Updated Jul 19, 2021 - Health

U.S. alternate gymnast tests positive as Olympics' COVID protocols face early tests

The members of different delegations wait for their Covid-19 test results after arriving for the Tokyo 2020 Olympic Games at Narita International Airport in Narita, Chiba prefecture.

The members of different delegations wait for their Covid-19 test results after arriving for the Tokyo 2020 Olympic Games at Narita International Airport in Narita, Chiba prefecture on July 17, 2021. Photo: Charly Triballeau - AFP via Getty Images.

In an early test of COVID surveillance at the Summer Olympic Games, several athletes have already tested positive for COVID-19 following arrival in Tokyo. But International Olympic Committee [IOC] officials say they are confident the Games can be carried out safely.

The latest: An alternate for the U.S. women's gymnastics team tested positive for COVID-19 in Japan on Sunday, according to the U.S. Olympic and Paralympic Committee.

  • Officials would not say whether other members of the team had been asked to self-isolate due to contact with the athlete.
  • “In alignment with local rules and protocols, the athlete has been transferred to a hotel to quarantine. Out of respect for the individual’s privacy, we cannot provide more information at this time," the USOPC said in a statement.

Why it matters: Infectious disease experts have raised alarm that, particularly with the highly virulent Delta variant and the low vaccination rate in Japan, plans laid out by the IOC to prevent widespread transmission of the virus will fall short.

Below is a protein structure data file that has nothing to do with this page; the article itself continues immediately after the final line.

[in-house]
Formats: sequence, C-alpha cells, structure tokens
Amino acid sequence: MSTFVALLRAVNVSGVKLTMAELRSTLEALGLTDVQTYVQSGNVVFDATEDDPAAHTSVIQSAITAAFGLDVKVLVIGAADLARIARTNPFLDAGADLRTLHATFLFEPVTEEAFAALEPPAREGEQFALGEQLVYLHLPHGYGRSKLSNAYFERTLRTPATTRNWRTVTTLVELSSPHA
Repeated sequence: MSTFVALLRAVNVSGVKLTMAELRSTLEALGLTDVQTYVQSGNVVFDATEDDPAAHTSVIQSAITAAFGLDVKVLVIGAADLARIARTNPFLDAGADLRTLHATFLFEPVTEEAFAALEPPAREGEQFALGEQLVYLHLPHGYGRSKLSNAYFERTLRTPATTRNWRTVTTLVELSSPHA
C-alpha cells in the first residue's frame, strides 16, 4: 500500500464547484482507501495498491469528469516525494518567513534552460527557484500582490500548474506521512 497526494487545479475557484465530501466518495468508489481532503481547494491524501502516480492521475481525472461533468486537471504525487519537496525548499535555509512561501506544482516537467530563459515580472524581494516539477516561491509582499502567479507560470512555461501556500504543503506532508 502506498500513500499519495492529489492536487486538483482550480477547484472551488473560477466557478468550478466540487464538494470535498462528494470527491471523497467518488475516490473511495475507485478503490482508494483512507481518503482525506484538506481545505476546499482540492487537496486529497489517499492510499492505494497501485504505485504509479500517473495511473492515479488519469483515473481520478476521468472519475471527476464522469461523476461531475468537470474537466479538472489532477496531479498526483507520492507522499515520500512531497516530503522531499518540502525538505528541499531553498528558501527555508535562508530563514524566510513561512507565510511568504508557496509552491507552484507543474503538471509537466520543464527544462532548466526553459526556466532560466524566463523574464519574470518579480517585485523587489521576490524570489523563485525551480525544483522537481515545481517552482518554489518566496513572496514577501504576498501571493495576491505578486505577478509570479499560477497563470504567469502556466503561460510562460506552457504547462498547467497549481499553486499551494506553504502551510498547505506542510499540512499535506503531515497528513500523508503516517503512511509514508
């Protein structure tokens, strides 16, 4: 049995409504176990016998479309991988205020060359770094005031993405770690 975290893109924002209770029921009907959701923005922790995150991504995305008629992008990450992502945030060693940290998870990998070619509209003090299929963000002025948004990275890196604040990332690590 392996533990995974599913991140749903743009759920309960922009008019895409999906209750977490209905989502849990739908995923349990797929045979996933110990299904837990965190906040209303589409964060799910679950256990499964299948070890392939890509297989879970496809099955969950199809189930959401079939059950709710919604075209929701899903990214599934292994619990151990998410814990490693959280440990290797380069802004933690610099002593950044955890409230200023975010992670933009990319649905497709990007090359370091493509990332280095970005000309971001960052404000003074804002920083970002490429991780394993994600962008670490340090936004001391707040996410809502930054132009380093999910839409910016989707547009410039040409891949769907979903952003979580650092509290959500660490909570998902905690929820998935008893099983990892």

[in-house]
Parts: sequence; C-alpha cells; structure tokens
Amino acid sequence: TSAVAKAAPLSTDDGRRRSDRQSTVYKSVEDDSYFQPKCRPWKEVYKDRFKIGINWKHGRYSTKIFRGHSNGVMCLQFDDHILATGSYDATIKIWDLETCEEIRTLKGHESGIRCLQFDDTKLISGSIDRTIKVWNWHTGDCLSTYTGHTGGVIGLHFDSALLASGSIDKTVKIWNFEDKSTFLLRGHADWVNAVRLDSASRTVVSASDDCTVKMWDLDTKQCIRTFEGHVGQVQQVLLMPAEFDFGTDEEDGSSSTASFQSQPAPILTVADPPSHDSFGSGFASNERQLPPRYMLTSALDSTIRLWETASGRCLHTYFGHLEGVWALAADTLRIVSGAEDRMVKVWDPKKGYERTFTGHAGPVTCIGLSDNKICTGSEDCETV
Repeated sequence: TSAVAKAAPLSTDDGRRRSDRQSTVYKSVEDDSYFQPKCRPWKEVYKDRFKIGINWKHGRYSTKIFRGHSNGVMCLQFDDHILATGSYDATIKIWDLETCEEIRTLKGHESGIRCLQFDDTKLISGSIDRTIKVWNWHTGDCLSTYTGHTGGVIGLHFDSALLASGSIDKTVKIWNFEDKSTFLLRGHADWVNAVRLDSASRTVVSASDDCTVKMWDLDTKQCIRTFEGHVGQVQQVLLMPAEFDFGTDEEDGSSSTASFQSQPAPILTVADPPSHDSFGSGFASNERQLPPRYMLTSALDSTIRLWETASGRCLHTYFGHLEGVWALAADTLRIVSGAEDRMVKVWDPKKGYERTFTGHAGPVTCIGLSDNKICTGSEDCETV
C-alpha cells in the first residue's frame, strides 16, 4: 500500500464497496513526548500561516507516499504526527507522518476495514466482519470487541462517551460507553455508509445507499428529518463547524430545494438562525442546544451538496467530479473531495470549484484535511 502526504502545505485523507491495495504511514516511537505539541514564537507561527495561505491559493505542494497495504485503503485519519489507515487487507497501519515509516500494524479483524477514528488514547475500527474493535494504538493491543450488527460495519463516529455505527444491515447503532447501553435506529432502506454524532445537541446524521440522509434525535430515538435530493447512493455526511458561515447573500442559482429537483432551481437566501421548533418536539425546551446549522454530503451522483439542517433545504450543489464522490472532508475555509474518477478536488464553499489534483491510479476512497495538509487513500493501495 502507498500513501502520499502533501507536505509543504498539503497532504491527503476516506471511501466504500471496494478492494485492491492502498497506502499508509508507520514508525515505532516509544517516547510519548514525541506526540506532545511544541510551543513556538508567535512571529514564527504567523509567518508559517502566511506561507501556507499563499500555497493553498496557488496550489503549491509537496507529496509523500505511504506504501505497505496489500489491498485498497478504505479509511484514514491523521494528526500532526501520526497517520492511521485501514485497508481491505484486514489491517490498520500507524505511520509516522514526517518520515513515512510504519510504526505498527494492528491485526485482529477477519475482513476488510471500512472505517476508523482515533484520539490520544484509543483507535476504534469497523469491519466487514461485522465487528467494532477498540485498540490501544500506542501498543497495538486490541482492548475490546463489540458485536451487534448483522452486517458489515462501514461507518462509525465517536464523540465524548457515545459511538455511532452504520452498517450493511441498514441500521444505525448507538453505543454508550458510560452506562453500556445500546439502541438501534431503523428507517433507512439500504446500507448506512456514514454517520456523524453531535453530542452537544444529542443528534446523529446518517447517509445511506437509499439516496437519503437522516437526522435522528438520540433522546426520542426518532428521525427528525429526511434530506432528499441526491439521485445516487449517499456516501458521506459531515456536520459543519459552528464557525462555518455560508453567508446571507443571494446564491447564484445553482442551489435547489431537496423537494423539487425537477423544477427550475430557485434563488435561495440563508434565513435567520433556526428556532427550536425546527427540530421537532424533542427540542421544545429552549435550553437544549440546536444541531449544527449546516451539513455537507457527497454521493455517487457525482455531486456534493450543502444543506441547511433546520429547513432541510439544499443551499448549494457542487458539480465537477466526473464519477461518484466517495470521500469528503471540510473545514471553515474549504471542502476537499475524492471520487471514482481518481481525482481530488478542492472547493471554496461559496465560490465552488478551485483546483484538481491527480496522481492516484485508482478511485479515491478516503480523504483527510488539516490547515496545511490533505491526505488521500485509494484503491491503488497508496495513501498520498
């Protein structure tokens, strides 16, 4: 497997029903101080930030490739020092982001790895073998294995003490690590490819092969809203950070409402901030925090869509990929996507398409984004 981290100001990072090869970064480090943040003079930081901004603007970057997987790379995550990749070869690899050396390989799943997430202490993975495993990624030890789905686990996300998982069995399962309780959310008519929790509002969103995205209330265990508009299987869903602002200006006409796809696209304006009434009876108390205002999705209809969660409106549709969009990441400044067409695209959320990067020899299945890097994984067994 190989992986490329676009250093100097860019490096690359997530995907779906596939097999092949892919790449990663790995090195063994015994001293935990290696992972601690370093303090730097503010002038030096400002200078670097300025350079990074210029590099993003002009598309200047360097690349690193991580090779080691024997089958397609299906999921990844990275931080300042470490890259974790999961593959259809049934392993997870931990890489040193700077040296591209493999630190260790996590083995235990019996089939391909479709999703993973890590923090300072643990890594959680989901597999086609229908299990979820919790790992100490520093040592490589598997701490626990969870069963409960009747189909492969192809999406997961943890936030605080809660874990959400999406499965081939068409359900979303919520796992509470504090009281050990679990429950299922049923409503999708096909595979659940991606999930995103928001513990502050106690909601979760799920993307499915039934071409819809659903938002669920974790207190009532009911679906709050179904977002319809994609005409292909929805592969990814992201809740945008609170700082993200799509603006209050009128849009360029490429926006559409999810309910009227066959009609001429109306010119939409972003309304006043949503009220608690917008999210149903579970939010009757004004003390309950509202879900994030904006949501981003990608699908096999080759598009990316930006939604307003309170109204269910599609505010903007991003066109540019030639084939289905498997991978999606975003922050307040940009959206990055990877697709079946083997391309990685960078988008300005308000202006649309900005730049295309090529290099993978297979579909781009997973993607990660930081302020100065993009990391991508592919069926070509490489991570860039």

• IOC officials pushed back, saying their multi-layered safety measures — which include social distancing and mask-wearing requirements, hand hygiene, and daily testing — will prevent a superspeader event.

"We’re not saying there will be no cases because there will be cases," Brian McCloskey, chairman of the IOC's independent expert panel on COVID countermeasures, told Axios.

  • "But our view is, we reduce the risk of individual cases becoming clusters or spreading events," McCloskey said in an interview before the recent COVID cases were identified.
  • McCloskey, who is formerly the director of Global Health for Public Health England and held the lead role in planning for the Olympic Games London 2012, said he consulted a panel of experts ranging from those who've held large sporting events in the last year and those from Disney's theme parks, to compile the most effective prevention measures.
  • All safety plans were made to hold the Olympics in the absence of any vaccinations, he said. With an expected 85% vaccination rate among delegations traveling to the games, there will be an extra layer of safety, he said.

But, in just one example of lingering disagreements over the safety of the upcoming Games, U.S.-based infectious disease experts say the playbooks detailing safety protocols fail to adequately focus on the aerosol transmission of COVID.

  • Among their concerns: proper ventilation and recommendations that, in some cases, point to the use of air conditioning or opening windows for ventilation.
  • "Notably, air conditioning is not ventilation," wrote Annie Sparrow, a professor at the Icahn School of Medicine at Mount Sinai Hospital, and Lisa Brosseau, a bioaerosol scientist and research consultant.
  • McCloskey said many of the buildings in the Olympic Village are brand new and, thus already use an "exchange ventilation system that brings in fresh air from outside and vents the stale air from inside. That's part of the Japanese building standard."
  • He acknowledged older buildings that will be in use won't meet those standards and said they'll substitute as best they can with fans, opening windows and "bringing in [portable] mechanical machines that exchange the air."

Bottom line: With the Games just a few days away and delegations in Tokyo, we'll have to expect news of more cases of COVID but will have to wait and see how well those plans truly contained the virus' spread.

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